Host: Do relatives qualify as dependents on my tax return?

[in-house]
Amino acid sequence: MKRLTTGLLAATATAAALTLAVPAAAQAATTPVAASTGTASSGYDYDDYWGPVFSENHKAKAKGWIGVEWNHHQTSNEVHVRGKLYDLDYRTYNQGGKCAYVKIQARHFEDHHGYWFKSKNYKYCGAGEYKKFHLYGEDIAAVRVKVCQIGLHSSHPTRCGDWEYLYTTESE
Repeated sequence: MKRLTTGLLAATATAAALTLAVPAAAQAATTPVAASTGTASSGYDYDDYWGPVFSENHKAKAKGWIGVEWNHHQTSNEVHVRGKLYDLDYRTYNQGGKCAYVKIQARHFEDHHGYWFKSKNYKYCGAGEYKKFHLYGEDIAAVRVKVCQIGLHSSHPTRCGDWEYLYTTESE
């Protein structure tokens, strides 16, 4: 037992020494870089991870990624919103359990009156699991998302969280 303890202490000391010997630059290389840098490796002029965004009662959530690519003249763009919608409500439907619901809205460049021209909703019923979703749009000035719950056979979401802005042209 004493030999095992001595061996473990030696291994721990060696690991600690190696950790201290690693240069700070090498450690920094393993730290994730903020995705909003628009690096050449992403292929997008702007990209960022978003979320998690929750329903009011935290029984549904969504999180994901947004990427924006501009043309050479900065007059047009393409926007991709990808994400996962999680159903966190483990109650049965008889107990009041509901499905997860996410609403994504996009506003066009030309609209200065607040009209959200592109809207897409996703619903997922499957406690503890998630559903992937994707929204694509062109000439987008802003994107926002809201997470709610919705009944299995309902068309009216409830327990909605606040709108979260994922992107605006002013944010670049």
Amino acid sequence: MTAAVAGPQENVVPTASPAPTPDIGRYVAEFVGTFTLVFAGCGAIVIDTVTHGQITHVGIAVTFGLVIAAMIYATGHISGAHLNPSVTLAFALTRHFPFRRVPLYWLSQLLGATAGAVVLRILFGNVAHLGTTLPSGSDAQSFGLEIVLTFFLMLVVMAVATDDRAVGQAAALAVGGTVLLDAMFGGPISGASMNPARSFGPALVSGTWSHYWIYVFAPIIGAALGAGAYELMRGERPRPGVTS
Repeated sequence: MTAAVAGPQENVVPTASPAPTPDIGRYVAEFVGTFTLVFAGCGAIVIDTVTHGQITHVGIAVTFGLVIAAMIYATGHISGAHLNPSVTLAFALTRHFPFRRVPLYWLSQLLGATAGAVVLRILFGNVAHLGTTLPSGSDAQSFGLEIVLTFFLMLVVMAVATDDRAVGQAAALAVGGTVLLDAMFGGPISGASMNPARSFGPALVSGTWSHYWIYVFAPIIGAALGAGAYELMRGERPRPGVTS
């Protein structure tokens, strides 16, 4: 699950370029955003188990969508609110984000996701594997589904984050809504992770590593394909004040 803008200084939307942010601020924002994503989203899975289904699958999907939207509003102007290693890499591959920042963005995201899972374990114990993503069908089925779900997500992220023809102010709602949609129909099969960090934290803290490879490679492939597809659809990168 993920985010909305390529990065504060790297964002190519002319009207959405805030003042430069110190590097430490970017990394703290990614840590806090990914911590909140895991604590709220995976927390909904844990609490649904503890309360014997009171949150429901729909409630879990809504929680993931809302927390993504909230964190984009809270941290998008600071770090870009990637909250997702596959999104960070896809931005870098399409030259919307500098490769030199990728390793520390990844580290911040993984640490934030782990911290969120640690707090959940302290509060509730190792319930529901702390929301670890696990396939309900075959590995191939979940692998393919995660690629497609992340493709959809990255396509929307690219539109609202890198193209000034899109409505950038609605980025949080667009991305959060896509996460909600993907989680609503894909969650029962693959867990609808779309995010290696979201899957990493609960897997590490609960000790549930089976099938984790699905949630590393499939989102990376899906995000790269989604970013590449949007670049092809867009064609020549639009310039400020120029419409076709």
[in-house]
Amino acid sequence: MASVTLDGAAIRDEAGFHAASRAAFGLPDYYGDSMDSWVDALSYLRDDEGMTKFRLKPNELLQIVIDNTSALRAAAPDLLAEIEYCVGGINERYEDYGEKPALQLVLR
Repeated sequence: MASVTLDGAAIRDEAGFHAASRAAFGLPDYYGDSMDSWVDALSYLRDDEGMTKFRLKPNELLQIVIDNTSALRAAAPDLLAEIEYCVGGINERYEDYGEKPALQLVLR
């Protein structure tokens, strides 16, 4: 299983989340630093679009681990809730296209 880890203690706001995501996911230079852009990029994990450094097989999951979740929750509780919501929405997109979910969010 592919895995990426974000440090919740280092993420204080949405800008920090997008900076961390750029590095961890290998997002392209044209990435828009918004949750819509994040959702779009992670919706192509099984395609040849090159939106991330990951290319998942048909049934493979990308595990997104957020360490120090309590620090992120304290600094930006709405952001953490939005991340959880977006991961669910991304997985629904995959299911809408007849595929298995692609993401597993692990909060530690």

Aurthur Auerbach: Relatives can qualify; this is the Qualifying Relative definition that was inserted in the Internal Revenue Code. Again, they have to meet the qualifications. The most obvious ones here are unfortunately, your parents might not be able to support themselves or they might have a medical condition that does permit them to live alone. So mom and dad come to live with you. They are living on your household, you are contributing toward their support and if you contribute more than half of their support, they maybe a dependent on your tax return. That might also apply to aunts, uncles, any elderly relative, people with medical or physical conditions that don't allow them to live by themselves. So you want to check the definition of Qualifying Relative, it's greatly expanded so the person may not be your biological child, but other relatives can get you the Dependency Exemption. Dependency Exemption again, is pretty important because to be head of household, I need a dependent living with me for at least six months out of the year where I am providing their support and providing their shelter. So I get a different filing status if I have a Qualifying Dependent. Also, this is going to lead later on to potential credits if you have to pay somebody to watch the individuals so a mom or dad are ill and you need a caregiver to be in the house during while you are out, gainfully employed, that might get you some credits later on in Dependent Care Credits, that will be reduction of your tax bills. So determining who a dependent is, be it qualifying child or qualifying relative, there are many things that attach to this when you get into the actual tax preparation.